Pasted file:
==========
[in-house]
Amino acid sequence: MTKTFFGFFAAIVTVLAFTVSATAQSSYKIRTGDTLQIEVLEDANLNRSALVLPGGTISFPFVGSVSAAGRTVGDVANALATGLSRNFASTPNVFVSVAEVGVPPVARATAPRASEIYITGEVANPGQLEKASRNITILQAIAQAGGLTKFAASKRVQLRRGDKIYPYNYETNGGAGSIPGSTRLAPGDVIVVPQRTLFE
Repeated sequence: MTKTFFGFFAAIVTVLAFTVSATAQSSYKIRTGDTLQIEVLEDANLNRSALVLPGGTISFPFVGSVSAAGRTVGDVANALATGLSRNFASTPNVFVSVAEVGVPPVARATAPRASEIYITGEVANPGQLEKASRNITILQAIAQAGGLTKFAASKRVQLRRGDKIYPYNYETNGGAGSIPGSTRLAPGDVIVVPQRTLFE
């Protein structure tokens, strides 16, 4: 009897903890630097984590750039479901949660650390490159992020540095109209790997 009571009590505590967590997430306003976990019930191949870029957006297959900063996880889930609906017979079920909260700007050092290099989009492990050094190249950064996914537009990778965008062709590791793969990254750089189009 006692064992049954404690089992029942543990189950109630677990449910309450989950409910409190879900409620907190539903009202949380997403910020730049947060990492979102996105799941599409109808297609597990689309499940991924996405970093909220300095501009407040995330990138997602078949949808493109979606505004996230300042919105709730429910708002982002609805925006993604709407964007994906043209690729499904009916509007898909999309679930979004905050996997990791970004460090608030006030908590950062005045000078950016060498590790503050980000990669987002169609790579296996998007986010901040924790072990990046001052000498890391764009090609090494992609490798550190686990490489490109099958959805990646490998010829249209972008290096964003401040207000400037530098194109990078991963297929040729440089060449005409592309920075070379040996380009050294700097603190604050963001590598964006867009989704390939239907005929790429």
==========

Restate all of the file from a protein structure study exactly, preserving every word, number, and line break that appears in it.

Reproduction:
[in-house]
Amino acid sequence: MTKTFFGFFAAIVTVLAFTVSATAQSSYKIRTGDTLQIEVLEDANLNRSALVLPGGTISFPFVGSVSAAGRTVGDVANALATGLSRNFASTPNVFVSVAEVGVPPVARATAPRASEIYITGEVANPGQLEKASRNITILQAIAQAGGLTKFAASKRVQLRRGDKIYPYNYETNGGAGSIPGSTRLAPGDVIVVPQRTLFE
Repeated sequence: MTKTFFGFFAAIVTVLAFTVSATAQSSYKIRTGDTLQIEVLEDANLNRSALVLPGGTISFPFVGSVSAAGRTVGDVANALATGLSRNFASTPNVFVSVAEVGVPPVARATAPRASEIYITGEVANPGQLEKASRNITILQAIAQAGGLTKFAASKRVQLRRGDKIYPYNYETNGGAGSIPGSTRLAPGDVIVVPQRTLFE
């Protein structure tokens, strides 16, 4: 009897903890630097984590750039479901949660650390490159992020540095109209790997 009571009590505590967590997430306003976990019930191949870029957006297959900063996880889930609906017979079920909260700007050092290099989009492990050094190249950064996914537009990778965008062709590791793969990254750089189009 006692064992049954404690089992029942543990189950109630677990449910309450989950409910409190879900409620907190539903009202949380997403910020730049947060990492979102996105799941599409109808297609597990689309499940991924996405970093909220300095501009407040995330990138997602078949949808493109979606505004996230300042919105709730429910708002982002609805925006993604709407964007994906043209690729499904009916509007898909999309679930979004905050996997990791970004460090608030006030908590950062005045000078950016060498590790503050980000990669987002169609790579296996998007986010901040924790072990990046001052000498890391764009090609090494992609490798550190686990490489490109099958959805990646490998010829249209972008290096964003401040207000400037530098194109990078991963297929040729440089060449005409592309920075070379040996380009050294700097603190604050963001590598964006867009989704390939239907005929790429």